March 2013 Edition - Health Matters

The latest news on the health and wellness issues that matter most • March 2013 Health Matters

With obesity and sedentary lifestyles now the norm in the U.S., type 2 diabetes has become a major medical issue, particularly for older Americans. Carbohydrate-laden diets fueled by fast food, an absence of regular exercise and a lack of education, as well as awareness, are all contributing to what has become an issue of epidemic proportions. Diabetes Alert Day on March 26 is designed to bring the type 2 diabetes issue front and center. The event will generate increased awareness of the problem and encourage the public to learn about the dietary and lifestyle habits that help prevent or delay diabetes.

with their healthcare providers to get assistance, guidance and coaching. Basi- cally, it’s about maintaining a healthier diet and exercising.The Diabetes Alert

Day on March 26 will raise awareness in the community about the issues surrounding diabetes.” Diabetes damages the small vessels in the body and reduces blood flow. Complica- tions can include irreversible neuropathy that causes painful burning or tingling in the hands and feet, kidney disease, diminished vision, circulatory problems and amputa- tions. The good news is that for most people it’s not too late to avoid developing diabetes. “It’s absolutely possible to lower sugar lev- els,” said Henrichsen. “It involves getting fa- miliar with the glycemic index and eating a low carb diet. People don’t realize that with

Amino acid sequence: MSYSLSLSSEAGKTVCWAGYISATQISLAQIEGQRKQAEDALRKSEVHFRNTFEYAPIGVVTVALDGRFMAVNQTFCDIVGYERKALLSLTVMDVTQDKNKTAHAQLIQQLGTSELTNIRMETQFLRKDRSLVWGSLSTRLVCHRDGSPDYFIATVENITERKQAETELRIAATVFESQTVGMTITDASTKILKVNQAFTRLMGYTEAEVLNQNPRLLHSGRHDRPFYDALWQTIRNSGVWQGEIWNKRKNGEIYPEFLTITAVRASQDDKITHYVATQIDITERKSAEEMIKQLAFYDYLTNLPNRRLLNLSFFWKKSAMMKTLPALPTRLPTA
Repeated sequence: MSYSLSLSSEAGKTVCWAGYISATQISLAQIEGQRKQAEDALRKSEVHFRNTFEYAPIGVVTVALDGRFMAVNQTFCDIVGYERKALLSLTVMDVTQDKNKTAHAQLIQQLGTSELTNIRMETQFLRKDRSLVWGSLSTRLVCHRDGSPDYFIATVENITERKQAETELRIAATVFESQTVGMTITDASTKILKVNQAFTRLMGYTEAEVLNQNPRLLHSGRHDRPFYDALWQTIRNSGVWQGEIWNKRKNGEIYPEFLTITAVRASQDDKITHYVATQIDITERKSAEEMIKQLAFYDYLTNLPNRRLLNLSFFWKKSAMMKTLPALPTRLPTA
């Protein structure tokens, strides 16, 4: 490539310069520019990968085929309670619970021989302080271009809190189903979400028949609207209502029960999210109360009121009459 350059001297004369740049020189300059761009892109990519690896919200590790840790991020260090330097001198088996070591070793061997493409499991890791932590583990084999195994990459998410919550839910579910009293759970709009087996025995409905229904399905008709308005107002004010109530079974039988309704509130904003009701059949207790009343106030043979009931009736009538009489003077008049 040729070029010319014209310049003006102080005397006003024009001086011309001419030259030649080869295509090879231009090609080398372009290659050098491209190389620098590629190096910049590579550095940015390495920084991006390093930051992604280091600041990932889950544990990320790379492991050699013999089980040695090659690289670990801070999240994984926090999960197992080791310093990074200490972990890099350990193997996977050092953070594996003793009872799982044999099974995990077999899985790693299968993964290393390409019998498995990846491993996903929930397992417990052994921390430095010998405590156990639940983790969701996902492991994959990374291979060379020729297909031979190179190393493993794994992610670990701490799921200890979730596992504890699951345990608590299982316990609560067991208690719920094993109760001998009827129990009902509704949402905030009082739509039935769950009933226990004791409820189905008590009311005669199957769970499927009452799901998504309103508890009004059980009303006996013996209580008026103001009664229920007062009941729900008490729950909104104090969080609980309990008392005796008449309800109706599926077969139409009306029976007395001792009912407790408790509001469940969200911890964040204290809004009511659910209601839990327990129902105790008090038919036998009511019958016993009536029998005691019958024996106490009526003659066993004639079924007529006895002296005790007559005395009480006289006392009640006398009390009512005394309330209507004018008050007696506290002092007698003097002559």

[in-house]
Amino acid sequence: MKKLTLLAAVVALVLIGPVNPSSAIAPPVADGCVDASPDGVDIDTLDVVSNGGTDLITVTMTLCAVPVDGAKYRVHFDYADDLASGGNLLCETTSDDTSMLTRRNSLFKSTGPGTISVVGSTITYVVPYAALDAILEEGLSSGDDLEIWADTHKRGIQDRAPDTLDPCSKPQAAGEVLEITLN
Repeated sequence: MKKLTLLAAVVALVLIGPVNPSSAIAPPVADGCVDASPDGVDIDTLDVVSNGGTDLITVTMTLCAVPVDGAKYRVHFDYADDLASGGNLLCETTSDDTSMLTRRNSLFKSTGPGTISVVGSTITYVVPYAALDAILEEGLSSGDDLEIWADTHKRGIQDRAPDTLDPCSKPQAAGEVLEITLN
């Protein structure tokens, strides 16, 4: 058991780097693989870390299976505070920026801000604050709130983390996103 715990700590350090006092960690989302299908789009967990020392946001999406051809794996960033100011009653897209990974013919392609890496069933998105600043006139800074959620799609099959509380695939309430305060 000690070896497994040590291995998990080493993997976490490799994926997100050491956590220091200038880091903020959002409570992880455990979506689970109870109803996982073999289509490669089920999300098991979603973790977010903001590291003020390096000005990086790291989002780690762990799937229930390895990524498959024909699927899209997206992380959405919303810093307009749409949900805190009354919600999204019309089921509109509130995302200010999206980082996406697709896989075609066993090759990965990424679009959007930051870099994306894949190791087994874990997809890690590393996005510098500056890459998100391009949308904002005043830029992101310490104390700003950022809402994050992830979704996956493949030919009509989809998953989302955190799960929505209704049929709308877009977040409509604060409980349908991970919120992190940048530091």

“Type 2 diabetes develops over time,” said Karen Henrichsen, DO, medical director for Diabetes Education, NCH Healthcare Group. “Obesity and a lack of exercise are two of the biggest contributors. Unfortu- nately, there are no episodes that serve as pre- cursors. It develops gradually in the older and obese populations. People become unable to metabolize sugar. They start getting thirstier, experiencing changes in vision as their sugar elevates, and urinatingmore frequently.Many people don’t notice these symptoms until they become a big problem and start impact- ing their lifestyle.” “We’re diagnosing new cases of diabetes

some fast foods, they’re eating more than 100 grams of carbs in just one meal. We want to decrease cookies and breads in the diet and increase proteins and green vegetables. We also need to move and exercise every day. At least walk every day, do something enjoyable to move the body. People can make changes. They can lose weight. But they have to be committed to a healthy lifestyle.”

every day, discovering patients who are pre-diabetics and working to prevent them from becoming diabetics by providing education on what they can do to prevent the disease fromoccurring,” addedDoreen Cassarino,MSN, FNP-BC, BC-ADM, the only Advanced Certified Nurse Practitioner in diabetes care in Collier County. “People can get their blood sugar under control by working

For more information call the von Arx Diabetes and Nutrition Health Center at (239) 624-3450.

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